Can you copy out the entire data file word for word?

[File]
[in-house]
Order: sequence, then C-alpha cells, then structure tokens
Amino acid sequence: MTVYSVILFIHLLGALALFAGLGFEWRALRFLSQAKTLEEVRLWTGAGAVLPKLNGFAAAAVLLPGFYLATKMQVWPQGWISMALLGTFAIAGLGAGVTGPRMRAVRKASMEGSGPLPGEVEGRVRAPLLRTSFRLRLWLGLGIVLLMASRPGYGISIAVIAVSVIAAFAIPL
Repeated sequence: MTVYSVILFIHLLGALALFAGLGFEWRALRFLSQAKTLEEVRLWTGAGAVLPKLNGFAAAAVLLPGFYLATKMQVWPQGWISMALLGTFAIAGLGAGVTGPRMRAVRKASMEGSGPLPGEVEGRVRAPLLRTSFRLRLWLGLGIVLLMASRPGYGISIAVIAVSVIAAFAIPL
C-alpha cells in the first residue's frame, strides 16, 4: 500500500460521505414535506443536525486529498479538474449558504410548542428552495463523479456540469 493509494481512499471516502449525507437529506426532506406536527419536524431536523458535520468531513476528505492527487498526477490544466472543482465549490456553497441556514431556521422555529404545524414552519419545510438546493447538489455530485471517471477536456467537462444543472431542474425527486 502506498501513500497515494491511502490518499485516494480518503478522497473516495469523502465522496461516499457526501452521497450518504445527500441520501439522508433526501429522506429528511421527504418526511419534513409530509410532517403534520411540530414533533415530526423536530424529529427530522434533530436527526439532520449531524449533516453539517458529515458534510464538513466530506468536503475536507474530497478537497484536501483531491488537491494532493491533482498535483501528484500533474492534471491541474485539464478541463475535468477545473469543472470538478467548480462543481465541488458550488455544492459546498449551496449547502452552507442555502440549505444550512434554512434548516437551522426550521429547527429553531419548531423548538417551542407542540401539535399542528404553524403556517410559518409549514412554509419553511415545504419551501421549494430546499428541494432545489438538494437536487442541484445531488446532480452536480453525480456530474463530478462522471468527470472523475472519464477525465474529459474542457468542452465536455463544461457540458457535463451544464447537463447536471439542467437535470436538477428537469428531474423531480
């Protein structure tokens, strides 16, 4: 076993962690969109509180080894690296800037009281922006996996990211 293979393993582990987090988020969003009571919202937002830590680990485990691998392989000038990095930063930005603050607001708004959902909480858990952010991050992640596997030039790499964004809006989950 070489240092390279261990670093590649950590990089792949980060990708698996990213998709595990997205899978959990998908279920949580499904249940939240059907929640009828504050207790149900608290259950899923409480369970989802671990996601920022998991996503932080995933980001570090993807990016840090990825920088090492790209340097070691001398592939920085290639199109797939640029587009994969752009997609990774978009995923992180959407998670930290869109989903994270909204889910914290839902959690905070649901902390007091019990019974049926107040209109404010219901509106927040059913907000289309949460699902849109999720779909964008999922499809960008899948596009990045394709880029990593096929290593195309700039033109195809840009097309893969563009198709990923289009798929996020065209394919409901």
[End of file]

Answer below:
[in-house]
Order: sequence, then C-alpha cells, then structure tokens
Amino acid sequence: MTVYSVILFIHLLGALALFAGLGFEWRALRFLSQAKTLEEVRLWTGAGAVLPKLNGFAAAAVLLPGFYLATKMQVWPQGWISMALLGTFAIAGLGAGVTGPRMRAVRKASMEGSGPLPGEVEGRVRAPLLRTSFRLRLWLGLGIVLLMASRPGYGISIAVIAVSVIAAFAIPL
Repeated sequence: MTVYSVILFIHLLGALALFAGLGFEWRALRFLSQAKTLEEVRLWTGAGAVLPKLNGFAAAAVLLPGFYLATKMQVWPQGWISMALLGTFAIAGLGAGVTGPRMRAVRKASMEGSGPLPGEVEGRVRAPLLRTSFRLRLWLGLGIVLLMASRPGYGISIAVIAVSVIAAFAIPL
C-alpha cells in the first residue's frame, strides 16, 4: 500500500460521505414535506443536525486529498479538474449558504410548542428552495463523479456540469 493509494481512499471516502449525507437529506426532506406536527419536524431536523458535520468531513476528505492527487498526477490544466472543482465549490456553497441556514431556521422555529404545524414552519419545510438546493447538489455530485471517471477536456467537462444543472431542474425527486 502506498501513500497515494491511502490518499485516494480518503478522497473516495469523502465522496461516499457526501452521497450518504445527500441520501439522508433526501429522506429528511421527504418526511419534513409530509410532517403534520411540530414533533415530526423536530424529529427530522434533530436527526439532520449531524449533516453539517458529515458534510464538513466530506468536503475536507474530497478537497484536501483531491488537491494532493491533482498535483501528484500533474492534471491541474485539464478541463475535468477545473469543472470538478467548480462543481465541488458550488455544492459546498449551496449547502452552507442555502440549505444550512434554512434548516437551522426550521429547527429553531419548531423548538417551542407542540401539535399542528404553524403556517410559518409549514412554509419553511415545504419551501421549494430546499428541494432545489438538494437536487442541484445531488446532480452536480453525480456530474463530478462522471468527470472523475472519464477525465474529459474542457468542452465536455463544461457540458457535463451544464447537463447536471439542467437535470436538477428537469428531474423531480
């Protein structure tokens, strides 16, 4: 076993962690969109509180080894690296800037009281922006996996990211 293979393993582990987090988020969003009571919202937002830590680990485990691998392989000038990095930063930005603050607001708004959902909480858990952010991050992640596997030039790499964004809006989950 070489240092390279261990670093590649950590990089792949980060990708698996990213998709595990997205899978959990998908279920949580499904249940939240059907929640009828504050207790149900608290259950899923409480369970989802671990996601920022998991996503932080995933980001570090993807990016840090990825920088090492790209340097070691001398592939920085290639199109797939640029587009994969752009997609990774978009995923992180959407998670930290869109989903994270909204889910914290839902959690905070649901902390007091019990019974049926107040209109404010219901509106927040059913907000289309949460699902849109999720779909964008999922499809960008899948596009990045394709880029990593096929290593195309700039033109195809840009097309893969563009198709990923289009798929996020065209394919409901």